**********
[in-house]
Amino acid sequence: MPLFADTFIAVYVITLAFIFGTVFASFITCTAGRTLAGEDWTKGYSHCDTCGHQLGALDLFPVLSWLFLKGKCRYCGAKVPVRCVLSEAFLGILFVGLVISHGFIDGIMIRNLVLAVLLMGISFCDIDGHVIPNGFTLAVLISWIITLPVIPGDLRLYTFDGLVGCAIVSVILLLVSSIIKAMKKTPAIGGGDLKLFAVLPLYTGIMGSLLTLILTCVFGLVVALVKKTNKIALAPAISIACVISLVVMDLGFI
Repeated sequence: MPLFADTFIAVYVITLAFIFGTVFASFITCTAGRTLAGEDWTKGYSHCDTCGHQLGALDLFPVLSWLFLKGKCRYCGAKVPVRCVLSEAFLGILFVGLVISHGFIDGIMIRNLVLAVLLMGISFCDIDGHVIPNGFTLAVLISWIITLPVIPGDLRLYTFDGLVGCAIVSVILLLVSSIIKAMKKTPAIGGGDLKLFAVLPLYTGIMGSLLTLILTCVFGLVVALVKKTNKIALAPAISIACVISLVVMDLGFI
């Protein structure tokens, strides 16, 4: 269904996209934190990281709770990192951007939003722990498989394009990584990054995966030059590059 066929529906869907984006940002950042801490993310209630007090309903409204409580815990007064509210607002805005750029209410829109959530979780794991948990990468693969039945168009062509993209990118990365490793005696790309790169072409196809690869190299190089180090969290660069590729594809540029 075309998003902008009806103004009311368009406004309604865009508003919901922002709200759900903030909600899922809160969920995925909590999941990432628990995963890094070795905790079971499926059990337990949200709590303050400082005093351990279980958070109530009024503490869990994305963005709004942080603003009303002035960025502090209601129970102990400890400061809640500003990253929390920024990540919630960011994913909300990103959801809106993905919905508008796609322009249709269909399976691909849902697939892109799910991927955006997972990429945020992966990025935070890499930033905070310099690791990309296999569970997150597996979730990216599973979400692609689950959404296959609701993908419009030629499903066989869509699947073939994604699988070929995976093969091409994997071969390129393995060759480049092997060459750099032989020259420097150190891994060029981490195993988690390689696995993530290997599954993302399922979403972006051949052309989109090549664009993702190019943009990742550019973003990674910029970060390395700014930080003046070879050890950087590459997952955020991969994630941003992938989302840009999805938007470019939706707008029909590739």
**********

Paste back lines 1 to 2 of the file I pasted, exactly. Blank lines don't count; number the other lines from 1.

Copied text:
[in-house]
Amino acid sequence: MPLFADTFIAVYVITLAFIFGTVFASFITCTAGRTLAGEDWTKGYSHCDTCGHQLGALDLFPVLSWLFLKGKCRYCGAKVPVRCVLSEAFLGILFVGLVISHGFIDGIMIRNLVLAVLLMGISFCDIDGHVIPNGFTLAVLISWIITLPVIPGDLRLYTFDGLVGCAIVSVILLLVSSIIKAMKKTPAIGGGDLKLFAVLPLYTGIMGSLLTLILTCVFGLVVALVKKTNKIALAPAISIACVISLVVMDLGFI